CCS procurement policy will replace ‘PQQs’ with ‘standard selection questionnaires’
New SSQ has been introduced to simplify supplier selection process and give SMEs a better chance of competing on bids
The Crown Commercial Service (CCS) has issued a procurement policy note that sets out how a revised standard selection questionnaire (SSQ) will replace the current standard pre-qualification questionnaire (PQQ).
The note replaces previous guidance on supplier selection and PQQs in earlier procurement notes and requires public sector organisations to stop using the existing standard PQQ for the supplier selection stage of new procurements covered by the Public Contracts Regulations 2015.
Instead public bodies should start using the new SSQ and comply with guidance, process and the standard form in annexes such as guidance on the selection stage process, the standard selection questionnaire template, exclusion grounds and frequently asked questions.
The main change to the current process is that verification of the declarations, of both the exclusion grounds and the selection information, should only now take place with winning suppliers.
The SSQ has been developed to simplify the supplier selection process for businesses, in particular for small and medium-sized enterprises (SMEs) across the public sector. In developing the SSQ CCS has taken the opportunity to also make the questionnaire compliant with the European Single Procurement Document (ESPD), and amended the rules on the selection of suppliers.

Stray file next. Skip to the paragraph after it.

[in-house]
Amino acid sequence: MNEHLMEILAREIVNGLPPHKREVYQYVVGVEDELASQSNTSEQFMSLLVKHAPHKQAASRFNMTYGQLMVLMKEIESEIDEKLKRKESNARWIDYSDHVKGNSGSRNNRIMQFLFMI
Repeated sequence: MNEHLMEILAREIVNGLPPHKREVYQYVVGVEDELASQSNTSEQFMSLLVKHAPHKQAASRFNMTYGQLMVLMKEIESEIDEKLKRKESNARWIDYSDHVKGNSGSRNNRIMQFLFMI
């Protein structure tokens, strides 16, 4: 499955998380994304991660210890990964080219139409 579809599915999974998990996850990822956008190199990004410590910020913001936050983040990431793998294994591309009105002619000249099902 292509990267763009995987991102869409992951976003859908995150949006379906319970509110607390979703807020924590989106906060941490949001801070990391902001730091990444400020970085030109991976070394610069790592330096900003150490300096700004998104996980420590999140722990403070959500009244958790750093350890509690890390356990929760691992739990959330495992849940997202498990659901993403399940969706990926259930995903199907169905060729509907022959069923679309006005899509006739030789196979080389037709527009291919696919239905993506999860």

Supplier selection is a key stage in public procurement where information is gathered and assessments made of prospective bidders' credentials, before considering tenders. It includes gathering information about companies' track records, financial credentials, whether they have been involved in corruption and whether they meet various selection criteria.
Although the new process of supplier selection is very similar to the old one, it also introduces some new features and a new form. According to the CCS, it “modifies and modernises a longstanding procurement practice, and should not be seen as a major shift in the fundamental approach of supplier selection.”
The SSQ asks potential suppliers to initially simply ‘self-declare’ their status against the exclusion grounds and selection questions.
Organisations will be obliged to accept self-certification from suppliers in other European states via an ESPD template, including ones in different formats, the procurement note said.
It is understood that even in the event of a UK ‘Brexit’ from the EU, most if not all of the thinking behind public procurement will remain largely unchanged.
Tim Williams, managing director of eProcurement specialist Millstream Associates said, “These new guidelines bring England and Wales into line with Scotland, which has already take action. The first two sections of the standard Selection Questionnaire align with questions asked in the European Single Procurement Document (ESPD). The ESPD is also designed to be a completely online system so this update to the SSQ is an interim step before it moves online.
“The idea behind the new questionnaire is to standardise the qualification process for all suppliers wherever they are based in Europe. Moving to self-declaration rather than having to provide 3 years accounts, insurance and QA certificates etc, will also make it easier both for suppliers and for public bodies who previously would evaluate and then store large volumes of data.”